February 22, 2024
Testosterone

Scientists Discover Mechanism Linking Anxiety to Testosterone

A recent study conducted by researchers at Ben-Gurion University has revealed a significant link between anxiety disorders and a brain receptor called TACR3, as well as testosterone. Led by Prof. Shira Knafo, head of the Molecular Cognitive Lab at Ben-Gurion University, the research, published in the journal Molecular Psychiatry, sheds light on the intricate relationship between anxiety and hormones.

Anxiety is a common response to stress, but for individuals dealing with anxiety disorders, the impact on everyday life can be significant. Previous clinical evidence had indicated a strong association between low testosterone levels and anxiety, particularly in men with hypogonadism, a condition characterized by reduced sexual function. However, the exact nature of this relationship had remained unclear until now.

Through her study, Prof. Knafo discovered that male rodents exhibiting high levels of anxiety had significantly lower levels of the TACR3 receptor in their hippocampus, a brain region closely linked to learning and memory processes. TACR3 is part of the tachykinin receptor family and responds to a substance known as neurokinin. This finding prompted the researchers to delve further into the connection between TACR3 deficiency, sex hormones, anxiety, and synaptic plasticity.

To investigate this further, the researchers classified the rodents based on their behavior in an elevated plus maze test that measured anxiety levels. The hippocampi of these rodents were then isolated and subjected to gene expression analysis in order to identify genes with varying expressions between rodents with extremely low anxiety and those with severe anxiety.

One particular gene that stood out was TACR3. Previous research had indicated that mutations in genes associated with TACR3 were responsible for a condition called congenital hypogonadism, which leads to reduced sex hormone production, including testosterone. It was observed that young men with low testosterone often experienced delayed sexual development, accompanied by depression and heightened anxiety. This connection led the researchers to further explore the role of TACR3.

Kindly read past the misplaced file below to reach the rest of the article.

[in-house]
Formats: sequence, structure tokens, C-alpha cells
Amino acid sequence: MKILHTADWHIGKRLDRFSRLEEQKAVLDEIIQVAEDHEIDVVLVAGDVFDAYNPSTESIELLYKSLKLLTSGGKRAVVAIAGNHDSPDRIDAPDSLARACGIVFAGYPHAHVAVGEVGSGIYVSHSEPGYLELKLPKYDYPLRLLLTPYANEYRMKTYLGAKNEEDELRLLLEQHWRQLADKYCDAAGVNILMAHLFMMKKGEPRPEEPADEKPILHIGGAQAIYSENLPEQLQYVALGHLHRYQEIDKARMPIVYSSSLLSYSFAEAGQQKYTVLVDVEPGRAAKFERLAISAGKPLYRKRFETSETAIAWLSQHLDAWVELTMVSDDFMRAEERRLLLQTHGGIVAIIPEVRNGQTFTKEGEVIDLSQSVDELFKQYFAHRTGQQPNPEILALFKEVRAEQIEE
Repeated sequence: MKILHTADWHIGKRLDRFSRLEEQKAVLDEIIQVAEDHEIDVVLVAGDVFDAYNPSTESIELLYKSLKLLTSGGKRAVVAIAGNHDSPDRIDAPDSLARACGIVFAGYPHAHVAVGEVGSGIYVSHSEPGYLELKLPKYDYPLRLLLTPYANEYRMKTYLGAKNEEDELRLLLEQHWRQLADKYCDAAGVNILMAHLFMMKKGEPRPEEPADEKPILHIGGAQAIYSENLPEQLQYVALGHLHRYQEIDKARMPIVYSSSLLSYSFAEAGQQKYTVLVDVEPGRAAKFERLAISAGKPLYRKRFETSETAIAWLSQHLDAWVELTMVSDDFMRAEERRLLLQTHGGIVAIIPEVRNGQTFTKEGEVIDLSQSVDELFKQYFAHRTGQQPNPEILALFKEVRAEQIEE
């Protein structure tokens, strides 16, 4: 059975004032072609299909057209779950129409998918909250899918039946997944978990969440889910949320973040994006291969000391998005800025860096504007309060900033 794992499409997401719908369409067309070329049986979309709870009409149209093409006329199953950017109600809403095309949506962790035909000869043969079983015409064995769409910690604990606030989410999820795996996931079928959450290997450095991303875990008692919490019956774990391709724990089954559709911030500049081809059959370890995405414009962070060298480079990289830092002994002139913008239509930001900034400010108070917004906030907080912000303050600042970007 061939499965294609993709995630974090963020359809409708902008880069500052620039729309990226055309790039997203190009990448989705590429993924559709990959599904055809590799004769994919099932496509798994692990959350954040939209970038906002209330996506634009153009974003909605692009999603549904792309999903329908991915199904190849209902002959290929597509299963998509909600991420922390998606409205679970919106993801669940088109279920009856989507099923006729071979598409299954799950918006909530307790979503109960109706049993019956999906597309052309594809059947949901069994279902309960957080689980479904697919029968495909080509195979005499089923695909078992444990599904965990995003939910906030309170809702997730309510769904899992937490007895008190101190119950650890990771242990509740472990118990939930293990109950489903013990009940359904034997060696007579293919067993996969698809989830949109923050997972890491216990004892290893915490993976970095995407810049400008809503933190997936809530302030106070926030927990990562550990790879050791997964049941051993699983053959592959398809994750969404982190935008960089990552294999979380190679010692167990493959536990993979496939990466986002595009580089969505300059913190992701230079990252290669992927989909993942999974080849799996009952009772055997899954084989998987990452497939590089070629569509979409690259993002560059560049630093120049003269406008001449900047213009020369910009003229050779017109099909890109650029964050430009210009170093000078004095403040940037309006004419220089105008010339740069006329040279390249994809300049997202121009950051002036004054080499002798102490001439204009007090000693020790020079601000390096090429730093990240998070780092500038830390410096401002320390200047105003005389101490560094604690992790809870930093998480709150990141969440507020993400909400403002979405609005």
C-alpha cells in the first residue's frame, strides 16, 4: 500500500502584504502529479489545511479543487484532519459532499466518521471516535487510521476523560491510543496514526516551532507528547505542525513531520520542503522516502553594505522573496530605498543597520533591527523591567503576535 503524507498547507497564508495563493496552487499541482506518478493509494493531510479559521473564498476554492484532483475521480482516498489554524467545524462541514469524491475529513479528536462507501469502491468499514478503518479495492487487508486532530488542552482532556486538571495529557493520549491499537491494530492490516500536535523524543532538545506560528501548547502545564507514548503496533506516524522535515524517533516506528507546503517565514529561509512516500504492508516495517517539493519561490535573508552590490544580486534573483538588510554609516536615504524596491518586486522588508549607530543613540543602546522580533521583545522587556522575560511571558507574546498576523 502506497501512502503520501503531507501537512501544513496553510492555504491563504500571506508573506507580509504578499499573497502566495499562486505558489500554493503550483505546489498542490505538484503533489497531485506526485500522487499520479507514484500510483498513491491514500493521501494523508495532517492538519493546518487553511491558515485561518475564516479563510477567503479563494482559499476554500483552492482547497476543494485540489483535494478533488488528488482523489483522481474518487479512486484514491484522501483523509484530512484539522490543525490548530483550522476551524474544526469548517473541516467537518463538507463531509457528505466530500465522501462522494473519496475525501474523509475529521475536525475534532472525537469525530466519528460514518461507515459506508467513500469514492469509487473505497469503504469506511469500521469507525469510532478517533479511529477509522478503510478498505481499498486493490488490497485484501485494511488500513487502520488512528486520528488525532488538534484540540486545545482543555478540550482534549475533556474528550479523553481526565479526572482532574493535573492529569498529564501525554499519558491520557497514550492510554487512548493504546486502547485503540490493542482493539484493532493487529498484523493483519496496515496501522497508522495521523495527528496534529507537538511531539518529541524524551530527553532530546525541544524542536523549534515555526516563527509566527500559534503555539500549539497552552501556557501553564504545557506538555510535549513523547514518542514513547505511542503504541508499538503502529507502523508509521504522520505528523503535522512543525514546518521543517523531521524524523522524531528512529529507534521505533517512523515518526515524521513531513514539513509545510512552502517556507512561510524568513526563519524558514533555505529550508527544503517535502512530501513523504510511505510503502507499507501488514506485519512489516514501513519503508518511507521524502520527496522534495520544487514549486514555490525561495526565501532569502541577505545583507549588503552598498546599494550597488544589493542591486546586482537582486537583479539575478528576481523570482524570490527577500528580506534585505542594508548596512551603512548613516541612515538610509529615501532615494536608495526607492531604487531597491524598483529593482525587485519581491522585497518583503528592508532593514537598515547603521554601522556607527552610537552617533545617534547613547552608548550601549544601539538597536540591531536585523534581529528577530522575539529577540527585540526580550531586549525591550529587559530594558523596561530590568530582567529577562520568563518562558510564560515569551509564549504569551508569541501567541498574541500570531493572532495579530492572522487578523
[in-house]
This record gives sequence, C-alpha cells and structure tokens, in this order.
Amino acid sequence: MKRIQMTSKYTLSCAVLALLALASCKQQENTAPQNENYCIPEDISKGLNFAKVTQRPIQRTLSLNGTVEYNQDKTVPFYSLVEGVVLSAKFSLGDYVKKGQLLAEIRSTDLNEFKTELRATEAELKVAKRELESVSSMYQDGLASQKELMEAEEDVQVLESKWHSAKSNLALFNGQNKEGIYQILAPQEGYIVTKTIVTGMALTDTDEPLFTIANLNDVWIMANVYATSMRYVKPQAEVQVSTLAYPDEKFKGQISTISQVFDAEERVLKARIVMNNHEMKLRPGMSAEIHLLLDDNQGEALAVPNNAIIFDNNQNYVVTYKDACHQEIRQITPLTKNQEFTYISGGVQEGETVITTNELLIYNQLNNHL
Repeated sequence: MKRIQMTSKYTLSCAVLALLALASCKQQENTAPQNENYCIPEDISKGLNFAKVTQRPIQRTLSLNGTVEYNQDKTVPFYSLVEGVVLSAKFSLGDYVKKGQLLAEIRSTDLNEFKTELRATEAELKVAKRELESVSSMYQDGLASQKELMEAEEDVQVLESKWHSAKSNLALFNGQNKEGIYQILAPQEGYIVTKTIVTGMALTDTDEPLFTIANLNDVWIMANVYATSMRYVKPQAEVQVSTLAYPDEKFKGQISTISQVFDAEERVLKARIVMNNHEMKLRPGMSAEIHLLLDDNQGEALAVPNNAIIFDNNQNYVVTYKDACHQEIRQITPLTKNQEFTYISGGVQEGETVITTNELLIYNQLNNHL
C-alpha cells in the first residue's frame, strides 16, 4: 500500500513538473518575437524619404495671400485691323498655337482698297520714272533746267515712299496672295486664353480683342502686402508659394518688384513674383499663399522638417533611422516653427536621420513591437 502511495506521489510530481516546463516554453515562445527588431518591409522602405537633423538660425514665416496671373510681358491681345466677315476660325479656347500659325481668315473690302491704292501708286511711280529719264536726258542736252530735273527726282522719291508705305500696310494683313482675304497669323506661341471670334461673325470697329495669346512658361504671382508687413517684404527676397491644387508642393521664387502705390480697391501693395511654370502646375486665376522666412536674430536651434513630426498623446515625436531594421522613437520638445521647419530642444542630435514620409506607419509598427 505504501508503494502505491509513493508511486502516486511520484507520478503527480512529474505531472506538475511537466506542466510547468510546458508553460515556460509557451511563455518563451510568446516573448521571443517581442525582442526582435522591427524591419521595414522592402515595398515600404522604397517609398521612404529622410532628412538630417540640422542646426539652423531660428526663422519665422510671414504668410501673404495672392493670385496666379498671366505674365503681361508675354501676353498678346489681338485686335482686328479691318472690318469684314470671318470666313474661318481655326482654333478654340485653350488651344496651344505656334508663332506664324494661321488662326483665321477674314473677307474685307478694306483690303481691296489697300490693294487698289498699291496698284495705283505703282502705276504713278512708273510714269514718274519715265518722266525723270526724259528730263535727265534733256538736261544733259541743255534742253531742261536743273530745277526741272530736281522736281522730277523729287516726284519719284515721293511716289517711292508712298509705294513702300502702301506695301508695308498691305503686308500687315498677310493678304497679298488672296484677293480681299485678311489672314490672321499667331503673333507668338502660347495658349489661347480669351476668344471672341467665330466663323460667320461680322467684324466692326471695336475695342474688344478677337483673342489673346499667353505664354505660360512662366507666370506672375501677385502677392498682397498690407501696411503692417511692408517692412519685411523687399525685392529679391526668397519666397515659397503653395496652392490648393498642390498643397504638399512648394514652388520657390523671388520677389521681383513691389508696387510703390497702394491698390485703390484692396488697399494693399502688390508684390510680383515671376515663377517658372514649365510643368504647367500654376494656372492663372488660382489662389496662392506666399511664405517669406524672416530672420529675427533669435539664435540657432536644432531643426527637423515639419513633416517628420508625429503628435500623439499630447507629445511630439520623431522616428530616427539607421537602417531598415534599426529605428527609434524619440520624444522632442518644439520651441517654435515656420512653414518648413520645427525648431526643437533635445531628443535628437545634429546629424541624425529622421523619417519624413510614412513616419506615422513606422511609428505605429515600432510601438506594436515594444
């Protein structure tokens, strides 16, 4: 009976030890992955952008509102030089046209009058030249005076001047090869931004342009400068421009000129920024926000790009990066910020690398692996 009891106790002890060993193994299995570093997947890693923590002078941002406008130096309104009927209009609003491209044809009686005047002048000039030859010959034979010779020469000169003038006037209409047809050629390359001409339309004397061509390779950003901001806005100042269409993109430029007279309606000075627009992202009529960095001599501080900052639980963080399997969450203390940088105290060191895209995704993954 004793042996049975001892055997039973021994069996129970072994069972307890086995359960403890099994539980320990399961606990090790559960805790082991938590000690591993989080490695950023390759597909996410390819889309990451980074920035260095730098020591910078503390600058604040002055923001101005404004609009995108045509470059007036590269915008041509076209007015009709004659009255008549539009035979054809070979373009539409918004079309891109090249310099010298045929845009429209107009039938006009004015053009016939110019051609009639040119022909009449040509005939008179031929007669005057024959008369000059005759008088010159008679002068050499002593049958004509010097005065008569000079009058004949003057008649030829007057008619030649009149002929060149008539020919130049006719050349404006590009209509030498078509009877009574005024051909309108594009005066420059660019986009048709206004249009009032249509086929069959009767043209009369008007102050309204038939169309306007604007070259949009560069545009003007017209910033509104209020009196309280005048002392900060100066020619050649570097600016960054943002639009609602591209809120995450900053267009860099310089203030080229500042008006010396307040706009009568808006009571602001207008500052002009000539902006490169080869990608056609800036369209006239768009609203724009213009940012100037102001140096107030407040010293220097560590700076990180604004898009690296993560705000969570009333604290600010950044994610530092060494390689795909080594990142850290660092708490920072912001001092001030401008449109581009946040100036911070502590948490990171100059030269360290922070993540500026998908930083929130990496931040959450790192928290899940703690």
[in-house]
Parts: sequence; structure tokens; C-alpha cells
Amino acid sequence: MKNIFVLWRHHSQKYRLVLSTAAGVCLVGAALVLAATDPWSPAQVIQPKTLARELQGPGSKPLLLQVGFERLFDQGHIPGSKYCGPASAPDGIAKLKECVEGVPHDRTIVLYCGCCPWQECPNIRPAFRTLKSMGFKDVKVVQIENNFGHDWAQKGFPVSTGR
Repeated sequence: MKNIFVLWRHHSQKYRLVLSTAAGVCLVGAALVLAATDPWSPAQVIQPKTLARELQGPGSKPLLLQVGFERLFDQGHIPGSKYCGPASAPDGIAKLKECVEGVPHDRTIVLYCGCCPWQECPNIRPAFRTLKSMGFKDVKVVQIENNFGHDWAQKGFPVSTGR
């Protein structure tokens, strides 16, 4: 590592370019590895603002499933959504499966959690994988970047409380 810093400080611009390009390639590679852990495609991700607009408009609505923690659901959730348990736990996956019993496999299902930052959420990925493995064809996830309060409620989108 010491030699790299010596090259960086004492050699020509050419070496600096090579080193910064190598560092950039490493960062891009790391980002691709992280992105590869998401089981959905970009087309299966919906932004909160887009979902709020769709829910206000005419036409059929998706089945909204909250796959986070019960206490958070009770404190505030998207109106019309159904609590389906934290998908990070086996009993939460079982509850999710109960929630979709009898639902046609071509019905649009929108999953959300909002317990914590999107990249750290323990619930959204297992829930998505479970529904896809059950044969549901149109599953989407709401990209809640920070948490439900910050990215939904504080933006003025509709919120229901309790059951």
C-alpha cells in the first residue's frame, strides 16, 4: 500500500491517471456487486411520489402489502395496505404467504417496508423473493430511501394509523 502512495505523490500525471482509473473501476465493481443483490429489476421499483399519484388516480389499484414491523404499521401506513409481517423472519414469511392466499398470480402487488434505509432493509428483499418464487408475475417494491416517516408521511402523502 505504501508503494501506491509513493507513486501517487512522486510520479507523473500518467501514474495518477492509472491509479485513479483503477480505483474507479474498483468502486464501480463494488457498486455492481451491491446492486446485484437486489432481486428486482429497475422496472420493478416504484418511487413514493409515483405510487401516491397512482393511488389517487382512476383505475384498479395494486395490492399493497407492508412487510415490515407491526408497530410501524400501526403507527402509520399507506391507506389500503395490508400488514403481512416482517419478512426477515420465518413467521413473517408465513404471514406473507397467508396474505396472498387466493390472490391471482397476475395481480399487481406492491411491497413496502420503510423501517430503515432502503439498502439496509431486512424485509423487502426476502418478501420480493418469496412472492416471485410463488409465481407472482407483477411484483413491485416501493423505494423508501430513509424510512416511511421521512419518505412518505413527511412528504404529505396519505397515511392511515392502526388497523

To aid in their research, Prof. Knafo and her team developed two innovative tools. The first tool, known as FORTIS, was used to detect changes in receptors critical for neuronal communication within living neurons. By utilizing FORTIS, the researchers demonstrated that inhibiting TACR3 led to an increase in these receptors on the cell surface, consequently blocking long-term synaptic strengthening, also known as LTP.

The second tool employed was a novel application of cross-correlation to measure neuronal connectivity within a multi-electrode array system. This tool played a crucial role in uncovering the profound impact of TACR3 manipulations on synaptic plasticity.

This study is a significant step forward in understanding the complex relationship between anxiety, testosterone, and the TACR3 receptor. By shedding light on the mechanism linking these factors, it opens up new possibilities for the development of targeted therapies for anxiety disorders. Further research is needed to explore these findings in human subjects and to develop effective treatments based on this knowledge.

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1. Source: Coherent Market Insights, Public sources, Desk research
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